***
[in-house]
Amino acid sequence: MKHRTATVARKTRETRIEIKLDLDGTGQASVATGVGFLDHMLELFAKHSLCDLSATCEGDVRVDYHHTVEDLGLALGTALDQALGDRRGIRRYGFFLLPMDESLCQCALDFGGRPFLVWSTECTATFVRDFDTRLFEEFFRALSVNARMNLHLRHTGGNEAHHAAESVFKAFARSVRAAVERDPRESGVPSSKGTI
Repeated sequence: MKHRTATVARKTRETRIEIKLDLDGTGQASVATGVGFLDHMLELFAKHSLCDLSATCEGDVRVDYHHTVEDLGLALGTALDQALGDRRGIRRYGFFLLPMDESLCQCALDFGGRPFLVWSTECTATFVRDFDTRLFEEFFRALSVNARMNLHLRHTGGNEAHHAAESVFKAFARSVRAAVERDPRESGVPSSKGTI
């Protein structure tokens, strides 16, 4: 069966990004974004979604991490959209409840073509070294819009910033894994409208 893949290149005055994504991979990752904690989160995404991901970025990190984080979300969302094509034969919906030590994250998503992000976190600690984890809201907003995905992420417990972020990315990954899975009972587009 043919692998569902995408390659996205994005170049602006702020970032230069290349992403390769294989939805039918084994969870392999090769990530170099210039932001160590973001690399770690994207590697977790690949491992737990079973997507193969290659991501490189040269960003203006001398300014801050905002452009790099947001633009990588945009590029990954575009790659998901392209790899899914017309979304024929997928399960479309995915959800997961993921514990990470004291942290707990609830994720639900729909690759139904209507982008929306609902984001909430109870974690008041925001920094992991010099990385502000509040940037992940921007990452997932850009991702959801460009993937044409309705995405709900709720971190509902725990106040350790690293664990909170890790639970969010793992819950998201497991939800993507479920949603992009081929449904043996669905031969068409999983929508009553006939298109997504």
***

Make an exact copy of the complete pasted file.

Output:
[in-house]
Amino acid sequence: MKHRTATVARKTRETRIEIKLDLDGTGQASVATGVGFLDHMLELFAKHSLCDLSATCEGDVRVDYHHTVEDLGLALGTALDQALGDRRGIRRYGFFLLPMDESLCQCALDFGGRPFLVWSTECTATFVRDFDTRLFEEFFRALSVNARMNLHLRHTGGNEAHHAAESVFKAFARSVRAAVERDPRESGVPSSKGTI
Repeated sequence: MKHRTATVARKTRETRIEIKLDLDGTGQASVATGVGFLDHMLELFAKHSLCDLSATCEGDVRVDYHHTVEDLGLALGTALDQALGDRRGIRRYGFFLLPMDESLCQCALDFGGRPFLVWSTECTATFVRDFDTRLFEEFFRALSVNARMNLHLRHTGGNEAHHAAESVFKAFARSVRAAVERDPRESGVPSSKGTI
């Protein structure tokens, strides 16, 4: 069966990004974004979604991490959209409840073509070294819009910033894994409208 893949290149005055994504991979990752904690989160995404991901970025990190984080979300969302094509034969919906030590994250998503992000976190600690984890809201907003995905992420417990972020990315990954899975009972587009 043919692998569902995408390659996205994005170049602006702020970032230069290349992403390769294989939805039918084994969870392999090769990530170099210039932001160590973001690399770690994207590697977790690949491992737990079973997507193969290659991501490189040269960003203006001398300014801050905002452009790099947001633009990588945009590029990954575009790659998901392209790899899914017309979304024929997928399960479309995915959800997961993921514990990470004291942290707990609830994720639900729909690759139904209507982008929306609902984001909430109870974690008041925001920094992991010099990385502000509040940037992940921007990452997932850009991702959801460009993937044409309705995405709900709720971190509902725990106040350790690293664990909170890790639970969010793992819950998201497991939800993507479920949603992009081929449904043996669905031969068409999983929508009553006939298109997504």